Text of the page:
Labutta: now we realize the importance of mangroves - The Myanmar Climate Change Alliance helps to adapt

Labutta, in the heart of the Irrawaddy delta, is one of the villages were residents were battered by Cyclone Nargis ten years ago. It was a devastating category four cyclone that swept across the Bay of Bengal creating storm surges that ruined fields and crops and destroyed thousands of homes. In total 2.4 million people were displaced and more than 138,000 people died.
 

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Oo Yin Kone multipurpose evacuation shelter protects during flooding and extreme weather events.

Ten years on since the worst natural disaster in the history of Myanmar, many low lying villages don’t have storm shelters, an alarm system or evacuation plans and safe ground to easily access if another natural disaster hits. The Myanmar Climate Change Alliance has funded the construction of a multipurpose cyclone shelter in a larger village which was decided as a prioritized intervention after  a climate change vulnerability assessment of Labutta, as well as adaptation planning of the area in consultation with communities and local government authorities. Many other villages are also in need of such adaptation planning in the delta area.

 

A resilience initiative gaining ground is the rebuilding of mangroves along the coast, providing an example of ecosystem-based adaptation solutions.  

“We were born here so we want to survive. Now we realise the importance of trees and mangroves and not cutting them down for firewood.” Ohn Myint, a farmer and chairman of the mangrove committee in Thin Gar Lay, believes strongly that adaptation programs are needed in the region to plan for climate change and stop the problem of possible migration seeking alternative livelihoods in cities. Changes in rainfall and rising temperatures are affecting climate sensitive current livelihood options (farming, aquaculture and mangroves) and already becoming a strong trend in Labutta.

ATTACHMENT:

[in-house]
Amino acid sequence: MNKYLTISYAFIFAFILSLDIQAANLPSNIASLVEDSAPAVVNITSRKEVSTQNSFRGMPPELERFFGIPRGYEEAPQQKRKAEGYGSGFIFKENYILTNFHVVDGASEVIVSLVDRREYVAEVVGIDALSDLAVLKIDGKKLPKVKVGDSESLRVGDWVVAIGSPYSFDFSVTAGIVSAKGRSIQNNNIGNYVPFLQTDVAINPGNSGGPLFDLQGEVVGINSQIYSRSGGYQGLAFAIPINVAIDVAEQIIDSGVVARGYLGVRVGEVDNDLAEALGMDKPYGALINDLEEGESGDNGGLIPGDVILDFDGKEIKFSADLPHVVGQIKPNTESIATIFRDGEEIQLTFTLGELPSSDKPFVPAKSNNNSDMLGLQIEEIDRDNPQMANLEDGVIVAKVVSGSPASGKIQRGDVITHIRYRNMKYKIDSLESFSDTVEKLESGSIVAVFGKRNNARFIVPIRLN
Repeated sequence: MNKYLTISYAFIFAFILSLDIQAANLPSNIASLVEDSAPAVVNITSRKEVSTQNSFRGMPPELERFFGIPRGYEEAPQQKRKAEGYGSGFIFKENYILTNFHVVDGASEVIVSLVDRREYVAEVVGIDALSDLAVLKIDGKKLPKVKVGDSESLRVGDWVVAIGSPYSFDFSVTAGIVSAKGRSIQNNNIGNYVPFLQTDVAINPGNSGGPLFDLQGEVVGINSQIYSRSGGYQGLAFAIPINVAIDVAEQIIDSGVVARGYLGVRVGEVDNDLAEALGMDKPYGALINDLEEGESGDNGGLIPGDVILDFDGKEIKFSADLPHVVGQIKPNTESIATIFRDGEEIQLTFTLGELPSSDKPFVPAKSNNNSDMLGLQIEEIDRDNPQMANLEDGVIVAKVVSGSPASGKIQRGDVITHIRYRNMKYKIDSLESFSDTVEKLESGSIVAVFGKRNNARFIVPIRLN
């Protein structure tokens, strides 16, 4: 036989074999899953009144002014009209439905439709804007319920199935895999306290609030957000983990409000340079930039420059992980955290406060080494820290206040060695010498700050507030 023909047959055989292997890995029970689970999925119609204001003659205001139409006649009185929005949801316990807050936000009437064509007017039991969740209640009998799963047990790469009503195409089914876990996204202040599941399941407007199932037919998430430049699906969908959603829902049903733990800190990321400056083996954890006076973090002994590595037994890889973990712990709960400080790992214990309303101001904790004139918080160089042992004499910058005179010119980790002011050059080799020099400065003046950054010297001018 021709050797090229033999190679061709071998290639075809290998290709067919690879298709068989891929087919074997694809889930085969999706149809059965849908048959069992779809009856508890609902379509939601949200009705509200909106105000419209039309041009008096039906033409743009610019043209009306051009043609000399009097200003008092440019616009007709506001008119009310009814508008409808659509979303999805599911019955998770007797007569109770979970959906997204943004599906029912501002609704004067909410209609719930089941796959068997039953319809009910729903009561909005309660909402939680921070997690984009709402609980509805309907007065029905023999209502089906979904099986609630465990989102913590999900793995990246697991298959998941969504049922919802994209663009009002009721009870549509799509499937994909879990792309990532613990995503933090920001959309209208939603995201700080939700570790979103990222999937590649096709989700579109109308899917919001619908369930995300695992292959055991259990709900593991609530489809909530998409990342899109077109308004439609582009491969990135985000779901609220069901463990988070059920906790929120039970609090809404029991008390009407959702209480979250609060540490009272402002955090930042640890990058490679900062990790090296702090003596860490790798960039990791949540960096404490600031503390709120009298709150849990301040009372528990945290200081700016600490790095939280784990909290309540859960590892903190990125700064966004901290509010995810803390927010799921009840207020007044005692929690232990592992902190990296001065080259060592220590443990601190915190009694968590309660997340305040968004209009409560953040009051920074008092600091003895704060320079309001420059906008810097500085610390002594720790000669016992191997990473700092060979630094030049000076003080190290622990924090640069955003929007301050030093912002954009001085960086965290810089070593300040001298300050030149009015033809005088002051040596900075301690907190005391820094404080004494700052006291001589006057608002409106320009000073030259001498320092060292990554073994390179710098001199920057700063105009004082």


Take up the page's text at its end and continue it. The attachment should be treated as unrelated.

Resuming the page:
Economic vulnerability caused by floods or natural disasters can also drive families to take out loans and begin a cycle of debt. One villager, Zaw Min who works as a fisherwoman, says “if we don’t get enough fish for our family we have to borrow money. This is difficult because we can’t afford to buy rice or other products that are also become more expensive due to the lack of the production in the region after flooding.”

 

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Oo Yin Kone village on the Irrawaddy delta

Labutta has a two salt lines: a permanent salt line, below which the land and groundwater is saline, and a seasonal salt line, in which land and groundwater is saline in the dry season. With its location along the banks of the Irrawaddy river most of the 315,000 population is dependent on farming along the flood plains. Yet after Cyclone Nargis many communities are still struggling to rebuild. The total annual rainfall in the Labutta area is projected to increase, model results suggest that total rainfall increase may be driven by increases during the monsoon season. In contrast, the direction of rainfall change during the hot and cool seasons in unclear, as models project a wide range of rainfall changes, spanning from an increase to a decrease. Strong winds and cyclones are also expected to increase, as a result of hotter temperatures, moisture and other conditions. Salinity is also a critical challenge.